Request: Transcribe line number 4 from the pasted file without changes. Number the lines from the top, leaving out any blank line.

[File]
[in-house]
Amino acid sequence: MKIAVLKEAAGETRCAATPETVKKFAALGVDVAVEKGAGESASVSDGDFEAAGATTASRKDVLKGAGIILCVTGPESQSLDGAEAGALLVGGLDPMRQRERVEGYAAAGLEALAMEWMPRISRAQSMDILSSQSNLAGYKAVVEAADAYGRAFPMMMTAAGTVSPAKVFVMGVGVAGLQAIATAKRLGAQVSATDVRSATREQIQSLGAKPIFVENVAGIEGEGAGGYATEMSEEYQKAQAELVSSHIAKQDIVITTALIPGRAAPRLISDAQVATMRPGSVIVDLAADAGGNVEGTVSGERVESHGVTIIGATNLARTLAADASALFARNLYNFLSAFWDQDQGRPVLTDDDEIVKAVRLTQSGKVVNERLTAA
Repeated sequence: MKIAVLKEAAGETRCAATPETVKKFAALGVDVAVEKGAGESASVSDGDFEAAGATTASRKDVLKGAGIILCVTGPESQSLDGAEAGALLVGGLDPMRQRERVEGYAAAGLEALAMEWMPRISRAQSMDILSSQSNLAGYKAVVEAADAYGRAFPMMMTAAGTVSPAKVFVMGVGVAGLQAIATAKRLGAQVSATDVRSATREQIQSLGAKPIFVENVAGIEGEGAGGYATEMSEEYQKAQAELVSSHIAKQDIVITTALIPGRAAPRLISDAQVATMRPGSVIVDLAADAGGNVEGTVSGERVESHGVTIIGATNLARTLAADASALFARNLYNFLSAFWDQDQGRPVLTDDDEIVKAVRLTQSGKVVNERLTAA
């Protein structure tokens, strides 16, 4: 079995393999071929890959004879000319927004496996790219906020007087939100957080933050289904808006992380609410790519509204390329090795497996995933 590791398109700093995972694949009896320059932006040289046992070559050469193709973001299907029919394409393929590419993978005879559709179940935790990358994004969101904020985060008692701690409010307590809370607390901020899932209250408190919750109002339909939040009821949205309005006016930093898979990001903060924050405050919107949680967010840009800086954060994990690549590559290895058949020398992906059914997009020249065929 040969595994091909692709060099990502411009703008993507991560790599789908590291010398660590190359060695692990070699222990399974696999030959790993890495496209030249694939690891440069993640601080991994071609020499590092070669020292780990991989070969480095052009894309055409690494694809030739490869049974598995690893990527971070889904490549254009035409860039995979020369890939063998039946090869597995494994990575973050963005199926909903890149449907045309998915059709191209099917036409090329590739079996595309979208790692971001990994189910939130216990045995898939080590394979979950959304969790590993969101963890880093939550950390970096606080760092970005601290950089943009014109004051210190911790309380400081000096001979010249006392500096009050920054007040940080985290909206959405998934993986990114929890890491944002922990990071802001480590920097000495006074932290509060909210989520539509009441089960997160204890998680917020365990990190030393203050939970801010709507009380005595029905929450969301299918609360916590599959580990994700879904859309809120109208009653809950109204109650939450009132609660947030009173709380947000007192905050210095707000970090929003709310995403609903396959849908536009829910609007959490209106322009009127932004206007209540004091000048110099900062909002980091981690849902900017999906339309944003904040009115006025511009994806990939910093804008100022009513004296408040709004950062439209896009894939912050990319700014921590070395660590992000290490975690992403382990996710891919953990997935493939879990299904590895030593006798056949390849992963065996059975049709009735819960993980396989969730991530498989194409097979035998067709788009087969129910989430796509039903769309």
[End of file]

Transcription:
């Protein structure tokens, strides 16, 4: 079995393999071929890959004879000319927004496996790219906020007087939100957080933050289904808006992380609410790519509204390329090795497996995933 590791398109700093995972694949009896320059932006040289046992070559050469193709973001299907029919394409393929590419993978005879559709179940935790990358994004969101904020985060008692701690409010307590809370607390901020899932209250408190919750109002339909939040009821949205309005006016930093898979990001903060924050405050919107949680967010840009800086954060994990690549590559290895058949020398992906059914997009020249065929 040969595994091909692709060099990502411009703008993507991560790599789908590291010398660590190359060695692990070699222990399974696999030959790993890495496209030249694939690891440069993640601080991994071609020499590092070669020292780990991989070969480095052009894309055409690494694809030739490869049974598995690893990527971070889904490549254009035409860039995979020369890939063998039946090869597995494994990575973050963005199926909903890149449907045309998915059709191209099917036409090329590739079996595309979208790692971001990994189910939130216990045995898939080590394979979950959304969790590993969101963890880093939550950390970096606080760092970005601290950089943009014109004051210190911790309380400081000096001979010249006392500096009050920054007040940080985290909206959405998934993986990114929890890491944002922990990071802001480590920097000495006074932290509060909210989520539509009441089960997160204890998680917020365990990190030393203050939970801010709507009380005595029905929450969301299918609360916590599959580990994700879904859309809120109208009653809950109204109650939450009132609660947030009173709380947000007192905050210095707000970090929003709310995403609903396959849908536009829910609007959490209106322009009127932004206007209540004091000048110099900062909002980091981690849902900017999906339309944003904040009115006025511009994806990939910093804008100022009513004296408040709004950062439209896009894939912050990319700014921590070395660590992000290490975690992403382990996710891919953990997935493939879990299904590895030593006798056949390849992963065996059975049709009735819960993980396989969730991530498989194409097979035998067709788009087969129910989430796509039903769309």